Journal of Clinical and Diagnostic Research, ISSN - 0973 - 709X

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Super Speciality Paediatric Hospital and Post Graduate Teaching Institute, Noida
On Sep 2018




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On Sep 2018




Prof. Somashekhar Nimbalkar

"Over the last few years, we have published our research regularly in Journal of Clinical and Diagnostic Research. Having published in more than 20 high impact journals over the last five years including several high impact ones and reviewing articles for even more journals across my fields of interest, we value our published work in JCDR for their high standards in publishing scientific articles. The ease of submission, the rapid reviews in under a month, the high quality of their reviewers and keen attention to the final process of proofs and publication, ensure that there are no mistakes in the final article. We have been asked clarifications on several occasions and have been happy to provide them and it exemplifies the commitment to quality of the team at JCDR."



Prof. Somashekhar Nimbalkar
Head, Department of Pediatrics, Pramukhswami Medical College, Karamsad
Chairman, Research Group, Charutar Arogya Mandal, Karamsad
National Joint Coordinator - Advanced IAP NNF NRP Program
Ex-Member, Governing Body, National Neonatology Forum, New Delhi
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Department of Pediatrics, Pramukhswami Medical College, Karamsad, Anand, Gujarat.
On Sep 2018




Dr. Kalyani R

"Journal of Clinical and Diagnostic Research is at present a well-known Indian originated scientific journal which started with a humble beginning. I have been associated with this journal since many years. I appreciate the Editor, Dr. Hemant Jain, for his constant effort in bringing up this journal to the present status right from the scratch. The journal is multidisciplinary. It encourages in publishing the scientific articles from postgraduates and also the beginners who start their career. At the same time the journal also caters for the high quality articles from specialty and super-specialty researchers. Hence it provides a platform for the scientist and researchers to publish. The other aspect of it is, the readers get the information regarding the most recent developments in science which can be used for teaching, research, treating patients and to some extent take preventive measures against certain diseases. The journal is contributing immensely to the society at national and international level."



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Sri Devaraj Urs Medical College
Sri Devaraj Urs Academy of Higher Education and Research , Kolar, Karnataka
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Professor and Head
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Lucknow
On Sep 2018




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Calcutta National Medical College & Hospital , Kolkata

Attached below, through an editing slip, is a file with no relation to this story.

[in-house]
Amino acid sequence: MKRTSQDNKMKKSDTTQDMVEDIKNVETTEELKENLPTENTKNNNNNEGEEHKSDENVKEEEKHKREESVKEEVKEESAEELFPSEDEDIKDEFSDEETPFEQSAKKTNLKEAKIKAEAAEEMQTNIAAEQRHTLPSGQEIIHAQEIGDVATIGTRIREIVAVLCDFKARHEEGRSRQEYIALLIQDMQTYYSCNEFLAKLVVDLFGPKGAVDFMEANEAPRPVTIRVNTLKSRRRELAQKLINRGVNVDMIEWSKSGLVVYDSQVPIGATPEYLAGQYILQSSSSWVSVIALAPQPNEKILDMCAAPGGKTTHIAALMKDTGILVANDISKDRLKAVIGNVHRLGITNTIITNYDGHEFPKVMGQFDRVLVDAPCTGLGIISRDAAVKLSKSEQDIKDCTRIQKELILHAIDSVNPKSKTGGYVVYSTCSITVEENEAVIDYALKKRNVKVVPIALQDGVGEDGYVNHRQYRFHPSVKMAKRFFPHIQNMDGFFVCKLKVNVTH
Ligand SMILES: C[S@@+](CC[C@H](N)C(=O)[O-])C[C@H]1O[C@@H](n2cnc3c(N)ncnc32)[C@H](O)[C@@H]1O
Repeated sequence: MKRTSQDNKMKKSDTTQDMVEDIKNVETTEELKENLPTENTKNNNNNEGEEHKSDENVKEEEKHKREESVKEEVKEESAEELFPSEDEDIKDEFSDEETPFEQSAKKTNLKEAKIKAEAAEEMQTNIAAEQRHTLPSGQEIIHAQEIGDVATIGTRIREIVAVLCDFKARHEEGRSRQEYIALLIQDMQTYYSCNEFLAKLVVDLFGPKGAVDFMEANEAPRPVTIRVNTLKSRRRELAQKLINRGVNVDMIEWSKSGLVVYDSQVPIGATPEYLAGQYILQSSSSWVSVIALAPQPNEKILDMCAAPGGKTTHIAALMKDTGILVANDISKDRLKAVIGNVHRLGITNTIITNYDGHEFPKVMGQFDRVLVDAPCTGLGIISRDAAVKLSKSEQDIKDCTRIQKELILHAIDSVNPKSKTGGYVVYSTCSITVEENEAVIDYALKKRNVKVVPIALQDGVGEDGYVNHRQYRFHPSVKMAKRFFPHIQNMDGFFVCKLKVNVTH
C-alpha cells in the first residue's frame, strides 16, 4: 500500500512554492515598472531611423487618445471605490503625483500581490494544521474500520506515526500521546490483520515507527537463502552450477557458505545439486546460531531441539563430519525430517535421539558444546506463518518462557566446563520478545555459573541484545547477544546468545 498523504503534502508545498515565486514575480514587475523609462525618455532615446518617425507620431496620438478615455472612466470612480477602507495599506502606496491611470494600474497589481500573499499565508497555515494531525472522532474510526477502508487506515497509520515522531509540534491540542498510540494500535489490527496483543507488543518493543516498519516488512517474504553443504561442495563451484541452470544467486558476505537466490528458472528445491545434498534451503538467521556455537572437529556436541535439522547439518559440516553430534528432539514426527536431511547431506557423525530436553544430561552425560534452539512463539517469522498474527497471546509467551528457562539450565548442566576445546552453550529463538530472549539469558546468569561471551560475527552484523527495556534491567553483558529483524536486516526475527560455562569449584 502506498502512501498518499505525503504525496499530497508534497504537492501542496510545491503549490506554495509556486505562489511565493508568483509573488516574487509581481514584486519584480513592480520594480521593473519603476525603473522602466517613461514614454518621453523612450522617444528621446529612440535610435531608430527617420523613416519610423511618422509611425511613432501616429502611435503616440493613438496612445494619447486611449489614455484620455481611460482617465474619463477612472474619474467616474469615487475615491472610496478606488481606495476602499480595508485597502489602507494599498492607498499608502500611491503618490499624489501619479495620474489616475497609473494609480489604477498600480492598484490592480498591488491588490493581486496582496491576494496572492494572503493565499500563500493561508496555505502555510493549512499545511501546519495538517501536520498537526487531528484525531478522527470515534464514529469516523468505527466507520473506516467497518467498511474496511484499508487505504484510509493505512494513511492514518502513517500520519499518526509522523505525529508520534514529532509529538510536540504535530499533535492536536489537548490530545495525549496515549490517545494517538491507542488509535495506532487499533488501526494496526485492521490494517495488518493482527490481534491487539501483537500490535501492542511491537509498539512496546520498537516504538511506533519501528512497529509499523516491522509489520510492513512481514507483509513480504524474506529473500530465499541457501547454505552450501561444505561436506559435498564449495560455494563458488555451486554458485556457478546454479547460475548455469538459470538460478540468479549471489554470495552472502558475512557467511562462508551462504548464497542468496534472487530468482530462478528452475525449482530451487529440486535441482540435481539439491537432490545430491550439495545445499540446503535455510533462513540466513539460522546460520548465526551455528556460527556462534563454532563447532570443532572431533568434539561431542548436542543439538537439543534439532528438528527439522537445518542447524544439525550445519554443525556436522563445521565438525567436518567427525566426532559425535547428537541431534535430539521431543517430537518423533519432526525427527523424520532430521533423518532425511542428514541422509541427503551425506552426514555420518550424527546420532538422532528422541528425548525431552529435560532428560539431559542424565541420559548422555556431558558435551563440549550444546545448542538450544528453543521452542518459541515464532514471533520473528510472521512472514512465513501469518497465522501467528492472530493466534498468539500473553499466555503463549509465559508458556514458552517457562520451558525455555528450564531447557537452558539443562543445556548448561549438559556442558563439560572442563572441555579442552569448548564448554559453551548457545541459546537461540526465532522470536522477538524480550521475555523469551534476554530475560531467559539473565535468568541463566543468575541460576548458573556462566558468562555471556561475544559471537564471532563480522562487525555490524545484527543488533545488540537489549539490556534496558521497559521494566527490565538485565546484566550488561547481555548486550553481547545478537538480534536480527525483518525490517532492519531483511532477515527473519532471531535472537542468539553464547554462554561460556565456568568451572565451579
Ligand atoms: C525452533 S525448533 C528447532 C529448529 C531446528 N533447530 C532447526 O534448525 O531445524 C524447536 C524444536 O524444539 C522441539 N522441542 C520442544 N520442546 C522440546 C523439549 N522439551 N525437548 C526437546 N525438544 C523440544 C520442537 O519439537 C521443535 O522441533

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Best regards,
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On Aug 2018




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"Journal of Clinical and Diagnostic Research (JCDR) is a reputed peer reviewed journal and is constantly involved in publishing high quality research articles related to medicine. Its been a great pleasure to be associated with this esteemed journal as a reviewer and as an author for a couple of years. The editorial board consists of many dedicated and reputed experts as its members and they are doing an appreciable work in guiding budding researchers. JCDR is doing a commendable job in scientific research by promoting excellent quality research & review articles and case reports & series. The reviewers provide appropriate suggestions that improve the quality of articles. I strongly recommend my fraternity to encourage JCDR by contributing their valuable research work in this widely accepted, user friendly journal. I hope my collaboration with JCDR will continue for a long time".



Dr. Arundhathi. S
MBBS, MD (Pathology),
Sanjay Gandhi institute of trauma and orthopedics,
Bengaluru.
On Aug 2018




Dr. Mamta Gupta,
"It gives me great pleasure to be associated with JCDR, since last 2-3 years. Since then I have authored, co-authored and reviewed about 25 articles in JCDR. I thank JCDR for giving me an opportunity to improve my own skills as an author and a reviewer.
It 's a multispecialty journal, publishing high quality articles. It gives a platform to the authors to publish their research work which can be available for everyone across the globe to read. The best thing about JCDR is that the full articles of all medical specialties are available as pdf/html for reading free of cost or without institutional subscription, which is not there for other journals. For those who have problem in writing manuscript or do statistical work, JCDR comes for their rescue.
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Reviewing articles is no less a pain staking process and requires in depth perception, knowledge about the topic for review. It requires time and concentration, yet I enjoy doing it. The JCDR website especially for the reviewers is quite user friendly. My suggestions for improving the journal is, more strict review process, so that only high quality articles are published. I find a a good number of articles in Obst. Gynae, hence, a new journal for this specialty titled JCDR-OG can be started. May be a bimonthly or quarterly publication to begin with. Only selected articles should find a place in it.